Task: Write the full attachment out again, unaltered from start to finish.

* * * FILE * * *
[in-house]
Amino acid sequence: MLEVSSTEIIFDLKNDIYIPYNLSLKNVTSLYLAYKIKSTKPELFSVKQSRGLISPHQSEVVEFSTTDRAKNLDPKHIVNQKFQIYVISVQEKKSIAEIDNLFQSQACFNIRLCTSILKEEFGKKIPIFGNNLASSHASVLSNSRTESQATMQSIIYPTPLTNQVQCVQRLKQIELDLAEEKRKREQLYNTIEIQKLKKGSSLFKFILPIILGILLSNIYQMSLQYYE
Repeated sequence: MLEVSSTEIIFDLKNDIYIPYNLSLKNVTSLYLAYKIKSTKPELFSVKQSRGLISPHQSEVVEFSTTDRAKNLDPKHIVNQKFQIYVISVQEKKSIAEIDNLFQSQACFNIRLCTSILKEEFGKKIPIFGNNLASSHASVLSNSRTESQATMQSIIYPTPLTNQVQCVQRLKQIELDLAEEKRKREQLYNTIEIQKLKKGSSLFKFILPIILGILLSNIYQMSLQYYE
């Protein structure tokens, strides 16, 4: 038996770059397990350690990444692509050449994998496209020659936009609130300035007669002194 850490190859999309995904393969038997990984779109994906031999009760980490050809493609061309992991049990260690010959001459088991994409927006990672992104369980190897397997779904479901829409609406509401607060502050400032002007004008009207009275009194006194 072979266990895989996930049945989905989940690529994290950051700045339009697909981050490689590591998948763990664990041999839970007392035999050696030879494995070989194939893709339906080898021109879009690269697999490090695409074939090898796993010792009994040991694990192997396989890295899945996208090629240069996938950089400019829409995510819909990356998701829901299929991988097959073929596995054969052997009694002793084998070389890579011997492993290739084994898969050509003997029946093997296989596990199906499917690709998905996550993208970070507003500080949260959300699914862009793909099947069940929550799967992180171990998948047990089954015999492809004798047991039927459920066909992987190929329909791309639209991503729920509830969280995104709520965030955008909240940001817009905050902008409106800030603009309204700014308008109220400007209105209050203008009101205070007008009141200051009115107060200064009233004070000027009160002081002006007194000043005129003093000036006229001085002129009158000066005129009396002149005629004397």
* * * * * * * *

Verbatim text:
[in-house]
Amino acid sequence: MLEVSSTEIIFDLKNDIYIPYNLSLKNVTSLYLAYKIKSTKPELFSVKQSRGLISPHQSEVVEFSTTDRAKNLDPKHIVNQKFQIYVISVQEKKSIAEIDNLFQSQACFNIRLCTSILKEEFGKKIPIFGNNLASSHASVLSNSRTESQATMQSIIYPTPLTNQVQCVQRLKQIELDLAEEKRKREQLYNTIEIQKLKKGSSLFKFILPIILGILLSNIYQMSLQYYE
Repeated sequence: MLEVSSTEIIFDLKNDIYIPYNLSLKNVTSLYLAYKIKSTKPELFSVKQSRGLISPHQSEVVEFSTTDRAKNLDPKHIVNQKFQIYVISVQEKKSIAEIDNLFQSQACFNIRLCTSILKEEFGKKIPIFGNNLASSHASVLSNSRTESQATMQSIIYPTPLTNQVQCVQRLKQIELDLAEEKRKREQLYNTIEIQKLKKGSSLFKFILPIILGILLSNIYQMSLQYYE
């Protein structure tokens, strides 16, 4: 038996770059397990350690990444692509050449994998496209020659936009609130300035007669002194 850490190859999309995904393969038997990984779109994906031999009760980490050809493609061309992991049990260690010959001459088991994409927006990672992104369980190897397997779904479901829409609406509401607060502050400032002007004008009207009275009194006194 072979266990895989996930049945989905989940690529994290950051700045339009697909981050490689590591998948763990664990041999839970007392035999050696030879494995070989194939893709339906080898021109879009690269697999490090695409074939090898796993010792009994040991694990192997396989890295899945996208090629240069996938950089400019829409995510819909990356998701829901299929991988097959073929596995054969052997009694002793084998070389890579011997492993290739084994898969050509003997029946093997296989596990199906499917690709998905996550993208970070507003500080949260959300699914862009793909099947069940929550799967992180171990998948047990089954015999492809004798047991039927459920066909992987190929329909791309639209991503729920509830969280995104709520965030955008909240940001817009905050902008409106800030603009309204700014308008109220400007209105209050203008009101205070007008009141200051009115107060200064009233004070000027009160002081002006007194000043005129003093000036006229001085002129009158000066005129009396002149005629004397």